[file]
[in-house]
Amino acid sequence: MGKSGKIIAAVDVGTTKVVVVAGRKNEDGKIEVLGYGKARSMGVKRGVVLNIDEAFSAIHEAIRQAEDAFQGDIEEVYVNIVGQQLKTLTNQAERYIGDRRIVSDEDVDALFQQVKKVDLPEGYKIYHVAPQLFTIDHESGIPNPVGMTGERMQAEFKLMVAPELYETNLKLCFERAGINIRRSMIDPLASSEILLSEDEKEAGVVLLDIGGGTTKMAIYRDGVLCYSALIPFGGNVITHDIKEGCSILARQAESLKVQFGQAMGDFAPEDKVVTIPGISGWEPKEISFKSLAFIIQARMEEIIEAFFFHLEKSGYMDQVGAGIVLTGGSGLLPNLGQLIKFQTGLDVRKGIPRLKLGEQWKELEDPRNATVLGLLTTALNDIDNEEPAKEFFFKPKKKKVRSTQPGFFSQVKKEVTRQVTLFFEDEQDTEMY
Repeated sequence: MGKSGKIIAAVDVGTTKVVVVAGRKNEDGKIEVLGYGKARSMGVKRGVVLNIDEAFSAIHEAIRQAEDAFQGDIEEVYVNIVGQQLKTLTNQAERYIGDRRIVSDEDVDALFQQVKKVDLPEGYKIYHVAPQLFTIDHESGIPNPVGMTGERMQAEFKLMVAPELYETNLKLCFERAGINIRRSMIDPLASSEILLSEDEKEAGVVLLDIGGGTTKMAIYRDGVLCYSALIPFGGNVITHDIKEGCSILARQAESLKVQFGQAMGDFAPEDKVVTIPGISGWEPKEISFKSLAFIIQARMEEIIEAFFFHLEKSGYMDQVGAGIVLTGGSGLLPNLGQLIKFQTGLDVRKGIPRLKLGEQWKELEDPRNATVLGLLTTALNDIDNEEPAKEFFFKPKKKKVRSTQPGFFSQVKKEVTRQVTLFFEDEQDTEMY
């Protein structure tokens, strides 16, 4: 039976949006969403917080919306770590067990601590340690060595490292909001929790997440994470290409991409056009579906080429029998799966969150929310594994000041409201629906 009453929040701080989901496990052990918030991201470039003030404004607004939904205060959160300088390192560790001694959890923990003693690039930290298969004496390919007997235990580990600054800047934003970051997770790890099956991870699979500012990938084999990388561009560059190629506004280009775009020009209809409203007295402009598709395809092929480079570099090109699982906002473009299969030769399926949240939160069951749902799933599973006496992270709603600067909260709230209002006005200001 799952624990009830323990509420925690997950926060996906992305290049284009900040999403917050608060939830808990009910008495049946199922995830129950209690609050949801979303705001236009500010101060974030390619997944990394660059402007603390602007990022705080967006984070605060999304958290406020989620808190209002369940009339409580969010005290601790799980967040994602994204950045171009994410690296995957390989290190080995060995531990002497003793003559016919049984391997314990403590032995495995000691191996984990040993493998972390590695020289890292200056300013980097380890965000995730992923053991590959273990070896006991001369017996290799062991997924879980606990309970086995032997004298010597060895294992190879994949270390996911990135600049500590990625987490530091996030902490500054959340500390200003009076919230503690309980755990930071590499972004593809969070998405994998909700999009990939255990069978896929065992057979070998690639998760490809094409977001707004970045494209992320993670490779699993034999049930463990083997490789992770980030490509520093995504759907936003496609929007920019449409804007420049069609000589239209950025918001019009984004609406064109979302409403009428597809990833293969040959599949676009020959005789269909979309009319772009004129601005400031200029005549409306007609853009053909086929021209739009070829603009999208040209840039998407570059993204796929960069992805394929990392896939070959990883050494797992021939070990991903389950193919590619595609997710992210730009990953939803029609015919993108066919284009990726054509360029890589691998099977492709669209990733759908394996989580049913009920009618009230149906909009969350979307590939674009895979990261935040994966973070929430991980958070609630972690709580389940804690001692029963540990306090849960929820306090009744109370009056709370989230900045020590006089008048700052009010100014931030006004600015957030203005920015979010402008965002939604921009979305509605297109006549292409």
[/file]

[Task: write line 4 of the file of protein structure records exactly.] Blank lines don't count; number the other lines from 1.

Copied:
């Protein structure tokens, strides 16, 4: 039976949006969403917080919306770590067990601590340690060595490292909001929790997440994470290409991409056009579906080429029998799966969150929310594994000041409201629906 009453929040701080989901496990052990918030991201470039003030404004607004939904205060959160300088390192560790001694959890923990003693690039930290298969004496390919007997235990580990600054800047934003970051997770790890099956991870699979500012990938084999990388561009560059190629506004280009775009020009209809409203007295402009598709395809092929480079570099090109699982906002473009299969030769399926949240939160069951749902799933599973006496992270709603600067909260709230209002006005200001 799952624990009830323990509420925690997950926060996906992305290049284009900040999403917050608060939830808990009910008495049946199922995830129950209690609050949801979303705001236009500010101060974030390619997944990394660059402007603390602007990022705080967006984070605060999304958290406020989620808190209002369940009339409580969010005290601790799980967040994602994204950045171009994410690296995957390989290190080995060995531990002497003793003559016919049984391997314990403590032995495995000691191996984990040993493998972390590695020289890292200056300013980097380890965000995730992923053991590959273990070896006991001369017996290799062991997924879980606990309970086995032997004298010597060895294992190879994949270390996911990135600049500590990625987490530091996030902490500054959340500390200003009076919230503690309980755990930071590499972004593809969070998405994998909700999009990939255990069978896929065992057979070998690639998760490809094409977001707004970045494209992320993670490779699993034999049930463990083997490789992770980030490509520093995504759907936003496609929007920019449409804007420049069609000589239209950025918001019009984004609406064109979302409403009428597809990833293969040959599949676009020959005789269909979309009319772009004129601005400031200029005549409306007609853009053909086929021209739009070829603009999208040209840039998407570059993204796929960069992805394929990392896939070959990883050494797992021939070990991903389950193919590619595609997710992210730009990953939803029609015919993108066919284009990726054509360029890589691998099977492709669209990733759908394996989580049913009920009618009230149906909009969350979307590939674009895979990261935040994966973070929430991980958070609630972690709580389940804690001692029963540990306090849960929820306090009744109370009056709370989230900045020590006089008048700052009010100014931030006004600015957030203005920015979010402008965002939604921009979305509605297109006549292409």